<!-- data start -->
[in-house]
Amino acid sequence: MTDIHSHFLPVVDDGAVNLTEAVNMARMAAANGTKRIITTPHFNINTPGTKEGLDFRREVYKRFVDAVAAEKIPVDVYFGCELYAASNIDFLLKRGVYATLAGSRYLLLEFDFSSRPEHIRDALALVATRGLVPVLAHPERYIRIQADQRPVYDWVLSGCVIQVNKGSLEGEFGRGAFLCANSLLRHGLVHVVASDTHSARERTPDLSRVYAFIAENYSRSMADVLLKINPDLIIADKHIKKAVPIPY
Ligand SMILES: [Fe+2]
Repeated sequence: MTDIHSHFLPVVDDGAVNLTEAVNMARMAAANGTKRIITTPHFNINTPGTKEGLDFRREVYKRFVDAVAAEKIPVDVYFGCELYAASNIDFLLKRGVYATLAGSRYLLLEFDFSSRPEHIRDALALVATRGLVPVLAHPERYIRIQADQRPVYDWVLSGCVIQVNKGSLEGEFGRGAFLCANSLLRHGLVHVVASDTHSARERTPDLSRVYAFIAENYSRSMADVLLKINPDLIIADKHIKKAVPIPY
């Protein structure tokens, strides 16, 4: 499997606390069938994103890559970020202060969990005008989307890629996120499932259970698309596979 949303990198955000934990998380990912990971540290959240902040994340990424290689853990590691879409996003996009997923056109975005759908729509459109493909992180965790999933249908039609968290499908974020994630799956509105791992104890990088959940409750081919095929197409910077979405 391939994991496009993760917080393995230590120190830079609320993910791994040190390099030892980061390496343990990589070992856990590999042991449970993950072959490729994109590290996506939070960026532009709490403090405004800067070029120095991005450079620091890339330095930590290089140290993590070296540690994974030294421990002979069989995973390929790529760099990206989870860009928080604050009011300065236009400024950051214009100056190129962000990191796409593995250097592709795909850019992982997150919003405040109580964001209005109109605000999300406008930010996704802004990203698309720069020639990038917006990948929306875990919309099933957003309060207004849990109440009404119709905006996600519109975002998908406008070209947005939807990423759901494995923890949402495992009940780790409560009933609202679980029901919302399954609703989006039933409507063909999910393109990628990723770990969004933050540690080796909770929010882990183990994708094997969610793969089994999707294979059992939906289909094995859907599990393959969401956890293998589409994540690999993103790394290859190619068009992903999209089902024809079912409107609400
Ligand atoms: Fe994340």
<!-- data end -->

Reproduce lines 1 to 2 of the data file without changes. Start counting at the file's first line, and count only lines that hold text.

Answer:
[in-house]
Amino acid sequence: MTDIHSHFLPVVDDGAVNLTEAVNMARMAAANGTKRIITTPHFNINTPGTKEGLDFRREVYKRFVDAVAAEKIPVDVYFGCELYAASNIDFLLKRGVYATLAGSRYLLLEFDFSSRPEHIRDALALVATRGLVPVLAHPERYIRIQADQRPVYDWVLSGCVIQVNKGSLEGEFGRGAFLCANSLLRHGLVHVVASDTHSARERTPDLSRVYAFIAENYSRSMADVLLKINPDLIIADKHIKKAVPIPY